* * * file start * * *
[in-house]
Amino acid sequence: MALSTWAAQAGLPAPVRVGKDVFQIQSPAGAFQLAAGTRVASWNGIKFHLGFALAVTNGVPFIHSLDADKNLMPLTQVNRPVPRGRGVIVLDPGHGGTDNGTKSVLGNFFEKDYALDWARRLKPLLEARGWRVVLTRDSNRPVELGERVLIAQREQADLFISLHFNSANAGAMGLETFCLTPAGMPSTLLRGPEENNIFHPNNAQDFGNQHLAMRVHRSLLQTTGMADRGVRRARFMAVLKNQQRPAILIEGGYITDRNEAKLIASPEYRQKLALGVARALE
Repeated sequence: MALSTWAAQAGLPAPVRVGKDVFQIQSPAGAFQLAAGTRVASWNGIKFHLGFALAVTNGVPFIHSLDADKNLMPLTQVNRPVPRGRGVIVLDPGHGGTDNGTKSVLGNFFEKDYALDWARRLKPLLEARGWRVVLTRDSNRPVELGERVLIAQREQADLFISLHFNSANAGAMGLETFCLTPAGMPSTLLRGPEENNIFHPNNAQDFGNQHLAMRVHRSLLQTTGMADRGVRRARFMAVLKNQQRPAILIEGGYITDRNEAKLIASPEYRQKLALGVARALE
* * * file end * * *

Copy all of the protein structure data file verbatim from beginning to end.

[in-house]
Amino acid sequence: MALSTWAAQAGLPAPVRVGKDVFQIQSPAGAFQLAAGTRVASWNGIKFHLGFALAVTNGVPFIHSLDADKNLMPLTQVNRPVPRGRGVIVLDPGHGGTDNGTKSVLGNFFEKDYALDWARRLKPLLEARGWRVVLTRDSNRPVELGERVLIAQREQADLFISLHFNSANAGAMGLETFCLTPAGMPSTLLRGPEENNIFHPNNAQDFGNQHLAMRVHRSLLQTTGMADRGVRRARFMAVLKNQQRPAILIEGGYITDRNEAKLIASPEYRQKLALGVARALE
Repeated sequence: MALSTWAAQAGLPAPVRVGKDVFQIQSPAGAFQLAAGTRVASWNGIKFHLGFALAVTNGVPFIHSLDADKNLMPLTQVNRPVPRGRGVIVLDPGHGGTDNGTKSVLGNFFEKDYALDWARRLKPLLEARGWRVVLTRDSNRPVELGERVLIAQREQADLFISLHFNSANAGAMGLETFCLTPAGMPSTLLRGPEENNIFHPNNAQDFGNQHLAMRVHRSLLQTTGMADRGVRRARFMAVLKNQQRPAILIEGGYITDRNEAKLIASPEYRQKLALGVARALE